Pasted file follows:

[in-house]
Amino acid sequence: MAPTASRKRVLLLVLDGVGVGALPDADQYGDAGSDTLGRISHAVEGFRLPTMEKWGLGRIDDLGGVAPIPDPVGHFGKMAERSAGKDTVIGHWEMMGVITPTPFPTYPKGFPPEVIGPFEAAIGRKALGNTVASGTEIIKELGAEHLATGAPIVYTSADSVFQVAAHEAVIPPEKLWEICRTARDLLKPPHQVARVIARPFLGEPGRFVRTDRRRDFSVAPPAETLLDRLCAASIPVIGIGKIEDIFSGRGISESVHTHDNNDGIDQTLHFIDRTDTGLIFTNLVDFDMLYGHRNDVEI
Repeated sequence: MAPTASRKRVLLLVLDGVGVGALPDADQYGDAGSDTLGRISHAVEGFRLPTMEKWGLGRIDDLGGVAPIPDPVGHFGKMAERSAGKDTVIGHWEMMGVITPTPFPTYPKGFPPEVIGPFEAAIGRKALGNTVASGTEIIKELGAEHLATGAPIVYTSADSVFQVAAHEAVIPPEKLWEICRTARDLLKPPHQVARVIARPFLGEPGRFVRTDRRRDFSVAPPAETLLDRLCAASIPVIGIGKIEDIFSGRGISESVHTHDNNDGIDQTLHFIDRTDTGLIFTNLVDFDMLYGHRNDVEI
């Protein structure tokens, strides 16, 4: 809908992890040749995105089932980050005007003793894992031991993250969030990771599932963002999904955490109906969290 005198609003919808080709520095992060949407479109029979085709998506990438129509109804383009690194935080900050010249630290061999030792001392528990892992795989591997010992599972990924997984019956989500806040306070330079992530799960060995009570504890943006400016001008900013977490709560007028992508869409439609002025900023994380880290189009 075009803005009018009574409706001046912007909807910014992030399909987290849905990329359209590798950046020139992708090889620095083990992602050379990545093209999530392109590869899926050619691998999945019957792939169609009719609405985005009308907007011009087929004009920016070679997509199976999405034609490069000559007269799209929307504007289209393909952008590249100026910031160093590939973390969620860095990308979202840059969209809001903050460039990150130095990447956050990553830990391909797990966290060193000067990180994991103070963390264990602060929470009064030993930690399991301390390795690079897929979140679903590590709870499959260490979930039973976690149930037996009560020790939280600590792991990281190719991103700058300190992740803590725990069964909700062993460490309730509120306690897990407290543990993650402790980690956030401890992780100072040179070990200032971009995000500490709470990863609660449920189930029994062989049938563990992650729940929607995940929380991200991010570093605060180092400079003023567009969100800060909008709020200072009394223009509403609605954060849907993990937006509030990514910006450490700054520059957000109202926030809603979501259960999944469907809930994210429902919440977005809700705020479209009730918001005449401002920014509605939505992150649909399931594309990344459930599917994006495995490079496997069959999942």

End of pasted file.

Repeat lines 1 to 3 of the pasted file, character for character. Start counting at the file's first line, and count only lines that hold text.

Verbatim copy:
[in-house]
Amino acid sequence: MAPTASRKRVLLLVLDGVGVGALPDADQYGDAGSDTLGRISHAVEGFRLPTMEKWGLGRIDDLGGVAPIPDPVGHFGKMAERSAGKDTVIGHWEMMGVITPTPFPTYPKGFPPEVIGPFEAAIGRKALGNTVASGTEIIKELGAEHLATGAPIVYTSADSVFQVAAHEAVIPPEKLWEICRTARDLLKPPHQVARVIARPFLGEPGRFVRTDRRRDFSVAPPAETLLDRLCAASIPVIGIGKIEDIFSGRGISESVHTHDNNDGIDQTLHFIDRTDTGLIFTNLVDFDMLYGHRNDVEI
Repeated sequence: MAPTASRKRVLLLVLDGVGVGALPDADQYGDAGSDTLGRISHAVEGFRLPTMEKWGLGRIDDLGGVAPIPDPVGHFGKMAERSAGKDTVIGHWEMMGVITPTPFPTYPKGFPPEVIGPFEAAIGRKALGNTVASGTEIIKELGAEHLATGAPIVYTSADSVFQVAAHEAVIPPEKLWEICRTARDLLKPPHQVARVIARPFLGEPGRFVRTDRRRDFSVAPPAETLLDRLCAASIPVIGIGKIEDIFSGRGISESVHTHDNNDGIDQTLHFIDRTDTGLIFTNLVDFDMLYGHRNDVEI